Prison Librarianship Resources


ALA Prison Libraries Wiki

Correctional Librarian Resources

Directory of State Prison Libraries

Library Services for the Imprisoned

Pace Law Library’s Prisoners’ Rights Law Resources

  • “A gateway to information on prisoners’ rights, including federal, state, and international primary and secondary sources, in print and online, with a particular focus on special populations and topical issues.”

Prison Librarians Special Interest Group – Metro LibGuide

Between the Lines: Washington State Library Blog

GELA Prison Project

INFO CZARINA’s Information Needs of Prisoners: An Annotated Bibliography 

Prison Librarian (Glennor Shirley’s blog)

One Annotated Bibliography for Prison Libraries: A Library Student’s Attempt

Books, Articles, and Journals

Advocate, Merribeth and Sandra Nelson. “Comprehensive Library Services Performed by Correctional Facility Libraries Served by the Mid-Hudson Library System.”Webjuntion, Creative Commons: Dec 6, 2007.

Akey, Sharon Ann. “An Annotated Bibliography of Recent Prison Library Literature.” MA Thesis. San Jose State University, 1974.

  • The link in the title of this work brings you to WorldCat, which directs you to ERIC to read this document full text. Unfortunately ERIC had a breach in security. To request this document to be brought to the front of the cue to be brought back online, there should be a link for you to make this request (the page isn’t loading for me as a type this – but I’m sure you will figure it out!).

Albertson, Marie. “A Second Chance for a Family’s Survival: The Indiana State Library’s Read-To-Me Program” Indiana State Libraries. 20.2 (2001): 27-8.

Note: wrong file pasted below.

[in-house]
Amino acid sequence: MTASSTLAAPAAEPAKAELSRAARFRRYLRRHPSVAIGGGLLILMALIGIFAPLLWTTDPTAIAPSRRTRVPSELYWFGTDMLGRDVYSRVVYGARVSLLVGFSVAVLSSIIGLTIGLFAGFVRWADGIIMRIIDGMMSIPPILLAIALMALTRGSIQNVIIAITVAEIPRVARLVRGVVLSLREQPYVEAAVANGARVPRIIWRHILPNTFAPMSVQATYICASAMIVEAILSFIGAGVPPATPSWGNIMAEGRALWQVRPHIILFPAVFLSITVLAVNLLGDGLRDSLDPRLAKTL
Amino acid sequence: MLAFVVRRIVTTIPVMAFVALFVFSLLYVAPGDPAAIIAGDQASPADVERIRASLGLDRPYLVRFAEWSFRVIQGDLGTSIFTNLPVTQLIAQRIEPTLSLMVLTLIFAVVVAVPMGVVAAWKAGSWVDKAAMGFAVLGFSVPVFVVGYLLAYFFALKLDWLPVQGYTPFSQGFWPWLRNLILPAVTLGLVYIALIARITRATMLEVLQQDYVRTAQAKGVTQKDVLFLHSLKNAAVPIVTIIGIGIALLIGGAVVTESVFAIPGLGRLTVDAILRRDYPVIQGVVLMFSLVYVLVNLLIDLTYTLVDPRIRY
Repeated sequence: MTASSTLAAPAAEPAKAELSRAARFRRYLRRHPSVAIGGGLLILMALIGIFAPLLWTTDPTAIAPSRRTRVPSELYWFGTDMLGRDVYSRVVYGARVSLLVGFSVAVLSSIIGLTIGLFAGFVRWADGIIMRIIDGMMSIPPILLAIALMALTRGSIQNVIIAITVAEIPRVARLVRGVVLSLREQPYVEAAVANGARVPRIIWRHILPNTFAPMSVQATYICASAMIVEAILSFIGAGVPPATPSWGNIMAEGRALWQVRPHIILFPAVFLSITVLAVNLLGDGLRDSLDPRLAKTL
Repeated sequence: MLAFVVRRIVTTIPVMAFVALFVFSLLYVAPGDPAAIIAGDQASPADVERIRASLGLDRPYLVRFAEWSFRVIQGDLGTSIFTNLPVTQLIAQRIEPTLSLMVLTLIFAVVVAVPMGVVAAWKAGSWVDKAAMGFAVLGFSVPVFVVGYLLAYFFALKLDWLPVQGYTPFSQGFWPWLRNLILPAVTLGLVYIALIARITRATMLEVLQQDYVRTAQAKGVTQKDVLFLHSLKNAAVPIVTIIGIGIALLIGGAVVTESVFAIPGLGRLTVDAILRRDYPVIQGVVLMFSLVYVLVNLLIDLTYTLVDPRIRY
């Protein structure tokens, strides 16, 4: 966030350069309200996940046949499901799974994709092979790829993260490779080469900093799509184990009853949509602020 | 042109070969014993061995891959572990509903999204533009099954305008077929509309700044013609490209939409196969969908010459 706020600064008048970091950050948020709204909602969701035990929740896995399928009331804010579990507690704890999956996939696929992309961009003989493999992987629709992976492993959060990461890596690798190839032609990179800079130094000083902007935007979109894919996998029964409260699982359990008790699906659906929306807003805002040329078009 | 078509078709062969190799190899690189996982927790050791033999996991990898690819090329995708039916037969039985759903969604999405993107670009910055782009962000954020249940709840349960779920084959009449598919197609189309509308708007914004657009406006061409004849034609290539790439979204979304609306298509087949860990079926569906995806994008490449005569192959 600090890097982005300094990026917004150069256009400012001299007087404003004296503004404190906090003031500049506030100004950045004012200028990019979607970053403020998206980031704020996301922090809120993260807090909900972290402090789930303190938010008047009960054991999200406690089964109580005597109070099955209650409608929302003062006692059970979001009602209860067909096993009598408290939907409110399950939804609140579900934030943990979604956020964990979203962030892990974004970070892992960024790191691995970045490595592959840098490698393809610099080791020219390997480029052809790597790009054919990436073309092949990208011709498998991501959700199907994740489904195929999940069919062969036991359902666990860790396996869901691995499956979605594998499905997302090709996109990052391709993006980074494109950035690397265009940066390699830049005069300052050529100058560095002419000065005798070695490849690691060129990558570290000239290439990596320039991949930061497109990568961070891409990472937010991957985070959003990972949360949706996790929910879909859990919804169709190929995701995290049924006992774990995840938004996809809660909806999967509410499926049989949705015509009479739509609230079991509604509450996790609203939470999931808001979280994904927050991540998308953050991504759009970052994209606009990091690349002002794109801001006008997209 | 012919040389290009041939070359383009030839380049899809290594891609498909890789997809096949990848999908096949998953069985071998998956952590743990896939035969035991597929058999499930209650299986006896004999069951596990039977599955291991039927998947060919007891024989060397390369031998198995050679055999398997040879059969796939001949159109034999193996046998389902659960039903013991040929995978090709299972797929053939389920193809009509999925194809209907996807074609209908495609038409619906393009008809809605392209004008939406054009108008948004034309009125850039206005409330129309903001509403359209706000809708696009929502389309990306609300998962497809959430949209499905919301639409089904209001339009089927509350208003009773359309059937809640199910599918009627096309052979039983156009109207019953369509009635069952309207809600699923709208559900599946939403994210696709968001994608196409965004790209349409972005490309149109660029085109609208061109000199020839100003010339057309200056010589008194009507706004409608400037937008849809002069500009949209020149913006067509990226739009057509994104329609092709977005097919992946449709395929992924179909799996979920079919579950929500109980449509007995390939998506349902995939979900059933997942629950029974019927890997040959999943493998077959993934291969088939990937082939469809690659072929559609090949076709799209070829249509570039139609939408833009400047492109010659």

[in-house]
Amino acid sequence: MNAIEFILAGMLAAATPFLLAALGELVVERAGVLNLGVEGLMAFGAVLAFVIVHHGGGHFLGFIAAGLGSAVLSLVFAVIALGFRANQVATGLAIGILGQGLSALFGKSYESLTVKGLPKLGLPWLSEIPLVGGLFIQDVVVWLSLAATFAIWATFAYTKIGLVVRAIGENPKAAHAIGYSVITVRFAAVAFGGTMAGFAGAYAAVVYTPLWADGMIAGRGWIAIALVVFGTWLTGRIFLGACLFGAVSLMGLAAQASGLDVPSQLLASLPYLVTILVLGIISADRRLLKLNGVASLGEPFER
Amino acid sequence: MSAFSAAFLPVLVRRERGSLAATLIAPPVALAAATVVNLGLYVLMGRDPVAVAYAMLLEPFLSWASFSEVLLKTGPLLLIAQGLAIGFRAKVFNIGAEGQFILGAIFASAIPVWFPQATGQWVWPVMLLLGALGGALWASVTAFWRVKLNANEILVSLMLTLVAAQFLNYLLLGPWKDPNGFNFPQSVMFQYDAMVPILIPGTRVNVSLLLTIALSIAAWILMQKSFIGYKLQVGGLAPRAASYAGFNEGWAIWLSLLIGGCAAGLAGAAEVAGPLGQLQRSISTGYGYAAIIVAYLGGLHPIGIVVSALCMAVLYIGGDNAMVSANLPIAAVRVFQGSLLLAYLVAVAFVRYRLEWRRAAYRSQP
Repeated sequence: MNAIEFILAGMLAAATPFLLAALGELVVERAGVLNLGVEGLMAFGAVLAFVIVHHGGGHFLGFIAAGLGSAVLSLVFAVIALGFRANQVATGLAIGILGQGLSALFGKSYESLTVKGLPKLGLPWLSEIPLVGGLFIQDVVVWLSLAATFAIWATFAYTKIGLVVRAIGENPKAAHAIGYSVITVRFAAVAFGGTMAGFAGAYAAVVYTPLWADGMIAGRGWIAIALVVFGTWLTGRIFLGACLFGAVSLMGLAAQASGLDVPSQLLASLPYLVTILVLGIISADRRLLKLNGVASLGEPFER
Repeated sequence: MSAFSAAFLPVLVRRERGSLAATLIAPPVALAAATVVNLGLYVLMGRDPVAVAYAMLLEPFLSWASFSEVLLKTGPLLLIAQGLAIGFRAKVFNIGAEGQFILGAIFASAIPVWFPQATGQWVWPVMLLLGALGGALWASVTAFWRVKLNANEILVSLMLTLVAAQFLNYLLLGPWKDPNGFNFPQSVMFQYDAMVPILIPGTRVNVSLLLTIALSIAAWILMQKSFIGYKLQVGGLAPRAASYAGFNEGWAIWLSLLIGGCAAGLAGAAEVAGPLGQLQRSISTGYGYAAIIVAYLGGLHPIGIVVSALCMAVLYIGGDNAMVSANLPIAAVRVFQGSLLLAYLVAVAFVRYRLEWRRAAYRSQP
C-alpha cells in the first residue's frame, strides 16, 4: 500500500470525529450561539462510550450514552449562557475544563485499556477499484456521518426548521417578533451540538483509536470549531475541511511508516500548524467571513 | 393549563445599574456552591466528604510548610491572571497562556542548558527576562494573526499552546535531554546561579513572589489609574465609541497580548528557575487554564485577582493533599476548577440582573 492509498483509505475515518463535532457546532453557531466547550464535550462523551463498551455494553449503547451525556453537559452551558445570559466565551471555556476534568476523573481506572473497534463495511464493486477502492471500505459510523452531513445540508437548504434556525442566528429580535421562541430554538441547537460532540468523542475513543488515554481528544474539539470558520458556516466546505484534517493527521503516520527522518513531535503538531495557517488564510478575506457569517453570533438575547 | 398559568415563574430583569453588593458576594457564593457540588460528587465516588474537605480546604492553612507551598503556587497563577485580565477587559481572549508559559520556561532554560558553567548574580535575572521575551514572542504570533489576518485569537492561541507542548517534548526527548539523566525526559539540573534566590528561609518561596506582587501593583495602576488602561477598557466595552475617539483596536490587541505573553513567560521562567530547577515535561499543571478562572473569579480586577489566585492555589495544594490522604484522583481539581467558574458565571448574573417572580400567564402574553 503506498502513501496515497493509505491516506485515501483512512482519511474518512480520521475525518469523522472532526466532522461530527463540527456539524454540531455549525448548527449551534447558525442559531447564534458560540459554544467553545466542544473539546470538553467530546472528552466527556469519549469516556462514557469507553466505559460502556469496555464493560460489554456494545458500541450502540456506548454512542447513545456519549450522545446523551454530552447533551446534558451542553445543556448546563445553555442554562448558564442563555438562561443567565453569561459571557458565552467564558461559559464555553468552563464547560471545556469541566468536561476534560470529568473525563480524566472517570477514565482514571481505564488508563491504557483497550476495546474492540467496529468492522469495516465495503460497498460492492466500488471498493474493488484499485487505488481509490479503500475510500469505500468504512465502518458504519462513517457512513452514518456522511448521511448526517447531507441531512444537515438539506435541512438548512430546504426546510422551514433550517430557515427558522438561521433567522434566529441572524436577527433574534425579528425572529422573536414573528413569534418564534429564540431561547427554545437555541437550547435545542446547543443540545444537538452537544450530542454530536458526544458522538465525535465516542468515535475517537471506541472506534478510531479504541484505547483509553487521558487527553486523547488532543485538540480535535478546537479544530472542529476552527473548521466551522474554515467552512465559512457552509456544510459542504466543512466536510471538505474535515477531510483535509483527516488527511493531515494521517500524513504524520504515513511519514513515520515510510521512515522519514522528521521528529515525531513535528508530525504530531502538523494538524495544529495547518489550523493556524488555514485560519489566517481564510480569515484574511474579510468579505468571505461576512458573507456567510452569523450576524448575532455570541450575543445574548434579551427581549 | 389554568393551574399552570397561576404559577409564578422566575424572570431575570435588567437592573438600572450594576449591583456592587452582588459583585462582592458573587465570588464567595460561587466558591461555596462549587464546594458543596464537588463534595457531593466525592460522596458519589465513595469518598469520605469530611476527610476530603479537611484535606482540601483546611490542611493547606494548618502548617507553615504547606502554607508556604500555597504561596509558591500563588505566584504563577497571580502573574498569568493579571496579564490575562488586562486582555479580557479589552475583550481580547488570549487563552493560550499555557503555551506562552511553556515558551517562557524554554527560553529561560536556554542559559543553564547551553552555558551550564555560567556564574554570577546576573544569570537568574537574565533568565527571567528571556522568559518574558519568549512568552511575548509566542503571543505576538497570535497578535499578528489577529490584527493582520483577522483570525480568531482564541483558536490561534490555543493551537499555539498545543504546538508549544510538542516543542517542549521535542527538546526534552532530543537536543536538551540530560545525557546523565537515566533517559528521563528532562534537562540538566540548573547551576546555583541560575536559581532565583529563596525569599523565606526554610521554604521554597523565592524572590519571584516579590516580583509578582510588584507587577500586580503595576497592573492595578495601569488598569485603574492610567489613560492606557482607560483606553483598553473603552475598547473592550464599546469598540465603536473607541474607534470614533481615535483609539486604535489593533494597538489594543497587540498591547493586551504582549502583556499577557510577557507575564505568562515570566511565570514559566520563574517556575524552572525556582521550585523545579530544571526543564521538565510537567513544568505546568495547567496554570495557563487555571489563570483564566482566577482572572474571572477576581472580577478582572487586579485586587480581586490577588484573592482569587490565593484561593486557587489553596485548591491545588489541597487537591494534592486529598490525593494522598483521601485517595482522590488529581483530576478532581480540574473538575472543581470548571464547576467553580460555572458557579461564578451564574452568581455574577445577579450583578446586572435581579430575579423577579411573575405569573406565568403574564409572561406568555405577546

• This newsletter explores why the Read-To-Me program started, its process, and success stories from incarcerated mothers, fathers, and correctional staff. Their current information is online at:

Andersen, Lynn. “From the Alternatives Library: Books in Prison”. Progressive Librarian 21 (Winter 2002): 38.*

– – -. “From the Alternatives Library: Update on Prison Projects” Progressive Librarian 25 (2005): 96.*

Arnold, Renea and Nell Colburn. “From a Distance.” School Library Journal 52.9 (2006): 32. **

Asher, Curt. “Interlibrary Loan Outreach to a Prison: Access Inside.” Journal of Interlibrary Loan, Document Delivery & Electronic Reserve 16.3 (2006): 29.***

Association of Specialized and Cooperative Library Agencies American Library Association. Library Standards for Adult Correctional Institutions. Chicago, IL: American Library Association, 1992.

Australian Library and Information Association. Australian prison libraries: minimum standard guidelines. Canberra: Australian Library and Information Association, 1990.

Bailey, Sharon, Parry Kim, and Emily Thompson. “Prison Libraries: An Annotated Bibliography.” Oct. 24, 2011

  • This annotation provides an overview and sections on prison library services and programming, access to information and the digital divide, collection development, and their own search strategies.

Bashore, Melvin L. “Behind Adobe Walls and Iron Bars: The Utah Territorial Penitentiary Library.” Libraries & Culture 38.3 (Summer 2003): 236-49.

Bigman, Paul. How to Use an Illinois Prison Law Library. 1981.

Boston, John and Daniel Manville. Prisoners’ Self-Help Litigation Manual4th ed. Oxford: Oxford University Press, 2010.

Bouchard, Joseph. Wake Up and Smell the Contraband: A Guide to Improving Prison Safety. 2nd ed. Horsham, PA: LRP Publications, 2005.***

— and Amanda Winnicki, “You Found What in a Book?: Contraband Control in the Prison Library.” Library & Archival Security 16.1 (2000): 54.***

— and L. Kunze. “Teaching Diverse Students in a Corrections Setting with Assistance from the Library.” Journal of Correctional Education 54 (2003): 66-9.****

Bowden, Teresa S. “A Snapshot of State Prison Libraries with a Focus on Technology.” Behavioral & Social Sciences Librarian 21.2 (December 2002):1–12.***

Bowe, Carole. “Recent Trends in UK Prison Libraries.” Library Trends 59.3 (Winter 2011): 427-45.

Brooks, W.H. “Meaningful access for indigents on death row: Giarratano v. Murray and the right to counsel in post conviction proceedings.” Vanderbilt Law Review 43 (1990): 569-591.******